From 1897 to 1906, the Commission relentlessly campaigned for legislation to overhaul the Interstate Commerce Act. Its arguments adapted to changing realities but always led to the same recommendation: more power. In this campaign the ICC was supported by public intellectuals like William Z. Ripley and the AEA economists.
The one specific proposal that some railroad leaders advanced, legalization of pooling, was used by the Commission and its allies to justify new powers limiting maximum rates. President Roosevelt left pooling in the lurch in December 1905, and nothing was done about it until 1920. Kolko never really explained why the railroads, supposedly in control of the situation, got the stick but not the carrot.
Gabriel Kolko dismissed pluralism, and that has been the principal criticism from historians ever since. Pluralism, as he saw it, gave too much weight to the role played by lesser interests and detracted from a proper focus on the influence of big business in politics. But this doctrinaire insistence that money was the only factor that mattered ignores another explanation in plain sight: Progressives-on-the-make, some of them drawing government paychecks, avowedly statist and hungry to gain the power to change the world.
Reformers, not only business interests, drive political capitalism.
 Gabriel Kolko, The Triumph of Conservatism (New York: The Free Press, 1963); and Kolko, Railroads and Regulation 1877-1916 (Princeton, N.J.: Princeton University Press, 1965).
 Maury Klein, “Competition and Regulation: The Railroad Model,” in Unfinished Business: The Railroad in American Life, (Hanover, N.H.: University Press of New England, 1994), 127n. Klein cites Richard H.K. Vietor, “Businessmen and the Political Economy: The Railroad Rate Controversy of 1905,” Journal of American History 64 (June 1977): 47-66, and Thomas K. McCraw, “Regulation in America: A Review Article,” Business History Review 49 (Summer 1975): 159-183.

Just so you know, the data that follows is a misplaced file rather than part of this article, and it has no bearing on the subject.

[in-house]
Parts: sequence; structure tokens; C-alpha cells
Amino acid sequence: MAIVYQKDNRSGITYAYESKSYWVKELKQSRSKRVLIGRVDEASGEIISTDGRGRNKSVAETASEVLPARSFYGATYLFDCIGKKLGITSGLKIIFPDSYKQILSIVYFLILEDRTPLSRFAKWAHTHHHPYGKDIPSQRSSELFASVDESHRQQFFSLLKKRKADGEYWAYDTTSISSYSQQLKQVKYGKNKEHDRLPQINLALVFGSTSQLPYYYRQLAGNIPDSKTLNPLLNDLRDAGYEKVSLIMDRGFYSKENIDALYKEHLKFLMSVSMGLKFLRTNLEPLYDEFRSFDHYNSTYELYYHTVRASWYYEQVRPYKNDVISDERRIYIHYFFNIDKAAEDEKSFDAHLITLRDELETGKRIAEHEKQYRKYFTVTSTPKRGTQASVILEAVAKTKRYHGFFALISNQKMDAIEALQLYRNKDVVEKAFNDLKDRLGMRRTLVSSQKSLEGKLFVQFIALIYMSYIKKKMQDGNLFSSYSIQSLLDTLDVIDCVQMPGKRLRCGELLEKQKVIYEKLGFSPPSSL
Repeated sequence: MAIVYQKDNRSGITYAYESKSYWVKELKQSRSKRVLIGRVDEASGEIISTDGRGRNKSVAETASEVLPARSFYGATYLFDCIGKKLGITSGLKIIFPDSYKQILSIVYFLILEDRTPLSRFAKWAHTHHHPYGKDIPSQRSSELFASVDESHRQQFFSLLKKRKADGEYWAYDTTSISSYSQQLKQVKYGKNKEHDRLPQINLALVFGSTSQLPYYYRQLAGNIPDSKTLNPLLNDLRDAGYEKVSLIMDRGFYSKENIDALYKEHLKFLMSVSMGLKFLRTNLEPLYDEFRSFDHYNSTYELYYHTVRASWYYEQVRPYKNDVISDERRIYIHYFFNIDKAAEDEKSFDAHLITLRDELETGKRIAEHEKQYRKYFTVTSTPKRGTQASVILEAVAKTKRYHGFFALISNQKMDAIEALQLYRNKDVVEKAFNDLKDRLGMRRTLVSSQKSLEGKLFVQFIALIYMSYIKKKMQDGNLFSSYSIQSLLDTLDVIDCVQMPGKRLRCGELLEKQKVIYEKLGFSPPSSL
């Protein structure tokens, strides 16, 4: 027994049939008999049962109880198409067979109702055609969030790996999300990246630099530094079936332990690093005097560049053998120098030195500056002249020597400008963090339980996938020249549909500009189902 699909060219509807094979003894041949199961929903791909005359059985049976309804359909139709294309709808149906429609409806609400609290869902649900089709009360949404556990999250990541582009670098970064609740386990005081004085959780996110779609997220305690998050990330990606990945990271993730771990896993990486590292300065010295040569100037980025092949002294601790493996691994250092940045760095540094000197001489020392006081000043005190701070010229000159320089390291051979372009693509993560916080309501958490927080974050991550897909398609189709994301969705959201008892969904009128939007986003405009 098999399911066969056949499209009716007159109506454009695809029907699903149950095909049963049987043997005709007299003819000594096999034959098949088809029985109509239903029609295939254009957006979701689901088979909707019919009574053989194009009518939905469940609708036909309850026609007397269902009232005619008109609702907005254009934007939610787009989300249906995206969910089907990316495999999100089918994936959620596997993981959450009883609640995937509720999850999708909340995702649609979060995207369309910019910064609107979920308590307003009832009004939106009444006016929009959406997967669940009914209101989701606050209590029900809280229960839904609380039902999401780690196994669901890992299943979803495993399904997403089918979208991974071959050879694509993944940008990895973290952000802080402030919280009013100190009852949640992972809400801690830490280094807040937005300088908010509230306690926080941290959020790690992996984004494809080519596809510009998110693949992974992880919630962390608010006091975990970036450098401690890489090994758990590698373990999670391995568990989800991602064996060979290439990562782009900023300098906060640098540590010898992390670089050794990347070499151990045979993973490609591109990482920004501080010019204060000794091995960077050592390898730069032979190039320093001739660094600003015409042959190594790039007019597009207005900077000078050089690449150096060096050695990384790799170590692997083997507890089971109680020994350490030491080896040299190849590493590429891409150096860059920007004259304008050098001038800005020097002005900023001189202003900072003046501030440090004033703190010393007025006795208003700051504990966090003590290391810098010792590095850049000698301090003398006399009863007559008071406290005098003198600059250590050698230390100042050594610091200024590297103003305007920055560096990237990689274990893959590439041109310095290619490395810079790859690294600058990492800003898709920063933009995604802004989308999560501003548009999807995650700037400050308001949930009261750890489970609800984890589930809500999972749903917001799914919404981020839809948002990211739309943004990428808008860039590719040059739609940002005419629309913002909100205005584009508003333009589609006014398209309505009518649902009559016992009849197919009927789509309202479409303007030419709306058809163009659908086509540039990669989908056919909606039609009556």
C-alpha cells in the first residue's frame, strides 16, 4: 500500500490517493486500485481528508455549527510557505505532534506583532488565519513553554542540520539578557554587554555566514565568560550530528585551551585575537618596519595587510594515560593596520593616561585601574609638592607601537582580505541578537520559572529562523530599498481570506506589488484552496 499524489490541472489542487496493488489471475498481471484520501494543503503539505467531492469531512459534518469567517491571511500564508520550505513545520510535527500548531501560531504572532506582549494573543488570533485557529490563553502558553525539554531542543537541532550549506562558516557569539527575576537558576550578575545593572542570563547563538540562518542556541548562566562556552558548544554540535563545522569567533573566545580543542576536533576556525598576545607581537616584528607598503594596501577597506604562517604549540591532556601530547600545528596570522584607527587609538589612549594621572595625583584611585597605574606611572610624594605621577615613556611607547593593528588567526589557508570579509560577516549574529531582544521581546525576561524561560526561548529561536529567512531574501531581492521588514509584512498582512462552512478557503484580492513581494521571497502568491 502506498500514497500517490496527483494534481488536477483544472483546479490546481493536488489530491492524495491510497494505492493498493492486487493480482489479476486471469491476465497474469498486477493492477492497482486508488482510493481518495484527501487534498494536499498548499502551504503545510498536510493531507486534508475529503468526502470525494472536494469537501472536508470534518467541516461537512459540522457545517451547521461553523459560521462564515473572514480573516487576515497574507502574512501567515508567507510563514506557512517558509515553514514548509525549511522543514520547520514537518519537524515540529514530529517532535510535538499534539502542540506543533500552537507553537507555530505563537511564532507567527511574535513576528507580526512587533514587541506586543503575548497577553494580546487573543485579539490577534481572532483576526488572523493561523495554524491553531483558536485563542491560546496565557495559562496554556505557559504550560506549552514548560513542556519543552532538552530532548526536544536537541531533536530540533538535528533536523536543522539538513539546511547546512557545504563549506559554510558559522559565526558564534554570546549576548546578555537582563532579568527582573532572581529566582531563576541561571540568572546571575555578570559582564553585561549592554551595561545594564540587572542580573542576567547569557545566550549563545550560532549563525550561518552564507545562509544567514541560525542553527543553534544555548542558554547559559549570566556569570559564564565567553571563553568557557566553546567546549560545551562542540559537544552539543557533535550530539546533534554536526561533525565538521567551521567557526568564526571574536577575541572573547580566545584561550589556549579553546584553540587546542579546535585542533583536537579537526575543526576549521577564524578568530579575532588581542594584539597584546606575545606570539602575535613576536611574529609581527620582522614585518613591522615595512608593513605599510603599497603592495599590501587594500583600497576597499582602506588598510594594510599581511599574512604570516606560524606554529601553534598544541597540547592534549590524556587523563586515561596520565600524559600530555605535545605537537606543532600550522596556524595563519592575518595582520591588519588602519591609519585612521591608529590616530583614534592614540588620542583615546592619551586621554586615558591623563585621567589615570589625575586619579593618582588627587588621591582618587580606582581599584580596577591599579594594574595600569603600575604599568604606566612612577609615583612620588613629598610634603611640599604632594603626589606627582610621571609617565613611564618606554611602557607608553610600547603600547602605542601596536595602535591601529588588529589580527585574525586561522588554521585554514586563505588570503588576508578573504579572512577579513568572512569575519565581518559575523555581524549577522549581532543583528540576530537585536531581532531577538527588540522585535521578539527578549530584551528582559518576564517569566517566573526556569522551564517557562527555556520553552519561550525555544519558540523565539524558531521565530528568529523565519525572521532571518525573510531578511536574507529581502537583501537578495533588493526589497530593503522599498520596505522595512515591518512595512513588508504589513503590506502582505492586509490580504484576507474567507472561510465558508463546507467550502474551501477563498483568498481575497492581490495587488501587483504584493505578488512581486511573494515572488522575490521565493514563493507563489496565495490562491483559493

George W. Hilton, “What Went Wrong and What to Do About It,” January 1967 Trains, 41-42; Hilton, “Ralph [Nader] in the Roundhouse,” November 1970 Trains, 44-45; Hilton, and “What Does the ICC Cost You and Me?” October 1972 Trains, 24.
 See, e.g, Murray N. Rothbard, “Left and Right: The Prospects for Liberty,” in Egalitarianism as a Revolt Against Nature and Other Essays, 2nd ed. (Auburn, Ala.: Ludwig von Mises Institute, 2000), 38-42; and Roy A. Childs, “Big Business and the Rise of American Statism,” February 1971 Reason, 12-18 and March 1971 Reason, 9-12. The Rothbard piece originally appeared in the Spring 1965 issue of Rothbard’s journal Left and Right.
 The “4R Act” reforms encountered resistance at the ICC, and in 1980 Congress passed the Staggers Rail Act substantially deregulating the railroads.
 Albro Martin, Enterprise Denied: Origins of the Decline of American Railroads, 1897-1917 (New York: Columbia University Press, 1971). The allegation that Kolko misrepresented his sources is found in a footnote on page 112.
 George W. Hilton, review of Enterprise Denied, in Bell Journal of Economics and Management Science 3 (Autumn 1972): 628-631.
 Henry Carter Adams and his acolytes at the Interstate Commerce Commission are the leading examples. An co-founder of the American Economic Association, Adams was appointed ICC chief statistician in 1887 and remained there until 1911. He influenced and drafted portions of the Hepburn Act in 1906.
 Ripley’s oft-cited book, Railroads: Rates and Regulation (New York: Longmans, Green & Co., 1912), essentially takes a victory lap after passage of the Mann-Elkins Act in 1910.
WILLIAM D. BURT had a thirty-year career in the railroad industry that included the presidency of three affiliated short line railroads. He now writes railroad history in Geneseo, New York. A railroad public policy expert, he has authored book reviews of The Life and Legend of Jay Gould (Reason, April 1987) by Maury Klein and Railroad Triumphant by Albro Martin (Reason, August/September 1992).